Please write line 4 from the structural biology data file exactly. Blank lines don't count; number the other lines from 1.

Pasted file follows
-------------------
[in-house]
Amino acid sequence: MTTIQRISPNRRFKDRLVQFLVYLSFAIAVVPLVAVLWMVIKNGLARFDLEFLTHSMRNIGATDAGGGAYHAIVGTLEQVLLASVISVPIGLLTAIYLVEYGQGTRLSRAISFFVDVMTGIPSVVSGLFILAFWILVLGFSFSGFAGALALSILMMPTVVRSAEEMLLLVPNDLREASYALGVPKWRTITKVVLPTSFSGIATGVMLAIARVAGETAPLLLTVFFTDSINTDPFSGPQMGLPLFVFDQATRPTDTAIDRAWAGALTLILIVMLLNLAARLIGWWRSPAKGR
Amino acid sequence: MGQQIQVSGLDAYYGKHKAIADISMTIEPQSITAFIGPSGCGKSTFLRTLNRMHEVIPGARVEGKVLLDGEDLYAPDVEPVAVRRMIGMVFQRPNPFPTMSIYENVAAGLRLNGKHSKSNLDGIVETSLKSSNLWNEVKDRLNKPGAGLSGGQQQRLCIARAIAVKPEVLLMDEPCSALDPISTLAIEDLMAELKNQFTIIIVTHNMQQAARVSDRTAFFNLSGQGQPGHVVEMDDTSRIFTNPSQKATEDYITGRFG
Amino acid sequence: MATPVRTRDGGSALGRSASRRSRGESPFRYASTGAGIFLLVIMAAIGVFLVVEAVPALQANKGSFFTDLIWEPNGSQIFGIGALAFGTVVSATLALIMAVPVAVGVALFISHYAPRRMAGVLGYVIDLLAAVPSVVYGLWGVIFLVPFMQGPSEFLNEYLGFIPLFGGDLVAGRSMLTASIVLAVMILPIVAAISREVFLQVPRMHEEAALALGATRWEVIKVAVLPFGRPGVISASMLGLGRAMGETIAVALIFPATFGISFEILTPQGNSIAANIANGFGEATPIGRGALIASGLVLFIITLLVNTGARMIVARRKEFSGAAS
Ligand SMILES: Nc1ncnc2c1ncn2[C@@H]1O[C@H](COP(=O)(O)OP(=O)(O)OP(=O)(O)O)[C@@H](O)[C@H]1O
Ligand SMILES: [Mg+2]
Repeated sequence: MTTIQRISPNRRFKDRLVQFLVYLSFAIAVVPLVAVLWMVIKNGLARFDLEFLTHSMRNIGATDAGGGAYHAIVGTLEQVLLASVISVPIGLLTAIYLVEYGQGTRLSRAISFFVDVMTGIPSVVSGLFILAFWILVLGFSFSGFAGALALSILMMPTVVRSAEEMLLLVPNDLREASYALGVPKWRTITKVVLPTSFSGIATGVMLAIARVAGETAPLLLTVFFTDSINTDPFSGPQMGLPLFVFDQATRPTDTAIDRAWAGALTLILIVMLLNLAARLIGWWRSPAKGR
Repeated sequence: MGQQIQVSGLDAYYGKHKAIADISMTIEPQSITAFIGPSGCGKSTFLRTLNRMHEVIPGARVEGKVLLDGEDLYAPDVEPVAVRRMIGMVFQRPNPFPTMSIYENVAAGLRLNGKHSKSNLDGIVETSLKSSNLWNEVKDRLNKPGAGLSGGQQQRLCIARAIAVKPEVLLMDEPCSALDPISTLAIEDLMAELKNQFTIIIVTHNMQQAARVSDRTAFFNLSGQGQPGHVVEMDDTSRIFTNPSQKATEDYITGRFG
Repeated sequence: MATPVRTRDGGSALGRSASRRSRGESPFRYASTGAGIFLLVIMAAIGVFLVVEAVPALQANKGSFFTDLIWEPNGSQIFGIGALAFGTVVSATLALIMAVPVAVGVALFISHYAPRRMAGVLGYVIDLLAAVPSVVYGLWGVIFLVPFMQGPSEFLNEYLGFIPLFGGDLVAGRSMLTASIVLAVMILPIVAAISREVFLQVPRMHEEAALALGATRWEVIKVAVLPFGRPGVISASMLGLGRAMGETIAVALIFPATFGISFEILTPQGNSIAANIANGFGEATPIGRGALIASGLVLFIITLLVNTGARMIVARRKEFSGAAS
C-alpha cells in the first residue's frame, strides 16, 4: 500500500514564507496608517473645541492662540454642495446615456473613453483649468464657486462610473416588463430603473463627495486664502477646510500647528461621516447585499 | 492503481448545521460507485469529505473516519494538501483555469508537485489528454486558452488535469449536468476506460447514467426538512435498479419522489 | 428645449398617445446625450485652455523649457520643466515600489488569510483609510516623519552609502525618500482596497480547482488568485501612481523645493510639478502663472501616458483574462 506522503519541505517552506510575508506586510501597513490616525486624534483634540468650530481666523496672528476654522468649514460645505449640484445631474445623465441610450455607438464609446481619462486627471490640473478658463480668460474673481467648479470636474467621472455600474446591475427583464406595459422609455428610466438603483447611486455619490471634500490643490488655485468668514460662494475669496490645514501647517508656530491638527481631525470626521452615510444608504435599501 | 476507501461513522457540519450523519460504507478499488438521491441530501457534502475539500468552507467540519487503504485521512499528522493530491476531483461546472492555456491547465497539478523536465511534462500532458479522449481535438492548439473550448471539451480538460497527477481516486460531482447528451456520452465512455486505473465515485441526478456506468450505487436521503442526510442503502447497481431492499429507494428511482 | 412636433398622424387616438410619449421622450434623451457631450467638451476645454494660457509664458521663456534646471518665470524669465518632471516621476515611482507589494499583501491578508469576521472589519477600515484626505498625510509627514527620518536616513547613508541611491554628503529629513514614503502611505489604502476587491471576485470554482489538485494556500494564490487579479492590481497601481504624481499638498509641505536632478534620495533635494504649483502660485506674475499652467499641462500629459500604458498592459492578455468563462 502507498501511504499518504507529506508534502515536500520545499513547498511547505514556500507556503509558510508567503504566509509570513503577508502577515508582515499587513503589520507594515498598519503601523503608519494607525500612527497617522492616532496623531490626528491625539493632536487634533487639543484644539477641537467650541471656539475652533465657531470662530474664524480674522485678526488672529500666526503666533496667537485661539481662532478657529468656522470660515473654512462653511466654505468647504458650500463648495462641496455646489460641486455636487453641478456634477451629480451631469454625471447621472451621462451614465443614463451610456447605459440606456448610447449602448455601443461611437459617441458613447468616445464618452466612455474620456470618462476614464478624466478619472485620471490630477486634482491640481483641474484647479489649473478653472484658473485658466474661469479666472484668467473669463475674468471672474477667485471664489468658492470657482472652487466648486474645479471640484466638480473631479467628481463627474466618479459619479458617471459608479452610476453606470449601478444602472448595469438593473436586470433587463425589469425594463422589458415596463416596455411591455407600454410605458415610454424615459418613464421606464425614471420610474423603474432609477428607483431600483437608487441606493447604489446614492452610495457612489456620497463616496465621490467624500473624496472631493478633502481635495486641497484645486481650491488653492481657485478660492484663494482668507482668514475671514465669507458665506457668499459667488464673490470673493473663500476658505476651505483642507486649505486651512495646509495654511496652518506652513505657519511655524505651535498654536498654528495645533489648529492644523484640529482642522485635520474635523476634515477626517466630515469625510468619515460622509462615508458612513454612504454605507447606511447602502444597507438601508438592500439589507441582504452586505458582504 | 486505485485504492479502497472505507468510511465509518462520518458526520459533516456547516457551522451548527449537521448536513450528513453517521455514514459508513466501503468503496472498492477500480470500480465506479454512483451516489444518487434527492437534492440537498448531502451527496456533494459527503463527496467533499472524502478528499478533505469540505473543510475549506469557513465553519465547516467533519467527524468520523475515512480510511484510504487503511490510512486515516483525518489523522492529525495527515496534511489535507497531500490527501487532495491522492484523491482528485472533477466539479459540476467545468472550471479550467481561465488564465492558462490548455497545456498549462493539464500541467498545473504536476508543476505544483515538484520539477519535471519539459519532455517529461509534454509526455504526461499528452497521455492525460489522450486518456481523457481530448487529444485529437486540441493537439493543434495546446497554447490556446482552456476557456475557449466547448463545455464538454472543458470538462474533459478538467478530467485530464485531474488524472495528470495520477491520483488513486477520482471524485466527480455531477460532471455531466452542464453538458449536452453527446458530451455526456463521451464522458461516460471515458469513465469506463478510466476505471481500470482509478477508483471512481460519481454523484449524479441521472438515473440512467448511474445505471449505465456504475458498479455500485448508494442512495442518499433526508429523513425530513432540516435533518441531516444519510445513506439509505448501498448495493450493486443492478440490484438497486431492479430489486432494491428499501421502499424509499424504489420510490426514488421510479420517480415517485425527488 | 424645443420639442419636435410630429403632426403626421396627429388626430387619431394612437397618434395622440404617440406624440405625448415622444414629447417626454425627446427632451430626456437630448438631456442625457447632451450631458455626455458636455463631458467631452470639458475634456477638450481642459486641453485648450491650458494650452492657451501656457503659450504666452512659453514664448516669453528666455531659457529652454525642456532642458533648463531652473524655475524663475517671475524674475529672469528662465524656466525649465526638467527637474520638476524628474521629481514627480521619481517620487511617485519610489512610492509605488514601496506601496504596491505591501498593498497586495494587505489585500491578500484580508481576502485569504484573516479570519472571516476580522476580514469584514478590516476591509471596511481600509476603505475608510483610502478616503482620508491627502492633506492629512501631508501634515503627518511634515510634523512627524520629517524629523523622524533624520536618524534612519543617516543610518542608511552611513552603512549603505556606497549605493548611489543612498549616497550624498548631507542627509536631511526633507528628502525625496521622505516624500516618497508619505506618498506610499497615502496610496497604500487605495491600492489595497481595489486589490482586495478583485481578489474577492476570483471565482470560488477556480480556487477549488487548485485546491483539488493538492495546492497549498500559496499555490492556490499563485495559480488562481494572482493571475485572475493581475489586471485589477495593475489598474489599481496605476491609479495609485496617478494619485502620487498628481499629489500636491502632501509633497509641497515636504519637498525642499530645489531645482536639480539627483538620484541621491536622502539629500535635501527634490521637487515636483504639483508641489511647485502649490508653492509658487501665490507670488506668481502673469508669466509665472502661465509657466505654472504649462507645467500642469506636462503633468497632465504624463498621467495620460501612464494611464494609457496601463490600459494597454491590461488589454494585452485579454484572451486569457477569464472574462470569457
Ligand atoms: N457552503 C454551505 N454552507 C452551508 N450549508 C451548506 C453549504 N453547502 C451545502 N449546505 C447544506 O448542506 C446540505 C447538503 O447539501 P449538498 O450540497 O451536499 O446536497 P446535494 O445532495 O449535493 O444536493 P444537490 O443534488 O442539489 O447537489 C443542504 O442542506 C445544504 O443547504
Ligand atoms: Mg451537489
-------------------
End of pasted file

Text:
Amino acid sequence: MATPVRTRDGGSALGRSASRRSRGESPFRYASTGAGIFLLVIMAAIGVFLVVEAVPALQANKGSFFTDLIWEPNGSQIFGIGALAFGTVVSATLALIMAVPVAVGVALFISHYAPRRMAGVLGYVIDLLAAVPSVVYGLWGVIFLVPFMQGPSEFLNEYLGFIPLFGGDLVAGRSMLTASIVLAVMILPIVAAISREVFLQVPRMHEEAALALGATRWEVIKVAVLPFGRPGVISASMLGLGRAMGETIAVALIFPATFGISFEILTPQGNSIAANIANGFGEATPIGRGALIASGLVLFIITLLVNTGARMIVARRKEFSGAAS